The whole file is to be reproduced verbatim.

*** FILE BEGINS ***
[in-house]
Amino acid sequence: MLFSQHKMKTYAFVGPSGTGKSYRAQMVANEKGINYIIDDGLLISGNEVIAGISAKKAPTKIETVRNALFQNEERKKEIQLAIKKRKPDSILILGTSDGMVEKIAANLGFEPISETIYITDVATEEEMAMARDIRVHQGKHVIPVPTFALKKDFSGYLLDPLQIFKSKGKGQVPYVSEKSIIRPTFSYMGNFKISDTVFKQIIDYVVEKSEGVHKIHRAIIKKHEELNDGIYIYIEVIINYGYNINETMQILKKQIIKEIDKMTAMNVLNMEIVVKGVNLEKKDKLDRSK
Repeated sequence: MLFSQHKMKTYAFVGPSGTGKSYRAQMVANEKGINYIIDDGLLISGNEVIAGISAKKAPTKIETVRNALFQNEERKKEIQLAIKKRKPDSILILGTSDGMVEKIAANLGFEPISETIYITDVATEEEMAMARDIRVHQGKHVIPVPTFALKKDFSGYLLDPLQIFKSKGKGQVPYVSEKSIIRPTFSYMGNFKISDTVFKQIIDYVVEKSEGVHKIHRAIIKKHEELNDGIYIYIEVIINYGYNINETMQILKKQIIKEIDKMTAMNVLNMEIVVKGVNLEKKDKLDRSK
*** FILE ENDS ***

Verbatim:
[in-house]
Amino acid sequence: MLFSQHKMKTYAFVGPSGTGKSYRAQMVANEKGINYIIDDGLLISGNEVIAGISAKKAPTKIETVRNALFQNEERKKEIQLAIKKRKPDSILILGTSDGMVEKIAANLGFEPISETIYITDVATEEEMAMARDIRVHQGKHVIPVPTFALKKDFSGYLLDPLQIFKSKGKGQVPYVSEKSIIRPTFSYMGNFKISDTVFKQIIDYVVEKSEGVHKIHRAIIKKHEELNDGIYIYIEVIINYGYNINETMQILKKQIIKEIDKMTAMNVLNMEIVVKGVNLEKKDKLDRSK
Repeated sequence: MLFSQHKMKTYAFVGPSGTGKSYRAQMVANEKGINYIIDDGLLISGNEVIAGISAKKAPTKIETVRNALFQNEERKKEIQLAIKKRKPDSILILGTSDGMVEKIAANLGFEPISETIYITDVATEEEMAMARDIRVHQGKHVIPVPTFALKKDFSGYLLDPLQIFKSKGKGQVPYVSEKSIIRPTFSYMGNFKISDTVFKQIIDYVVEKSEGVHKIHRAIIKKHEELNDGIYIYIEVIINYGYNINETMQILKKQIIKEIDKMTAMNVLNMEIVVKGVNLEKKDKLDRSK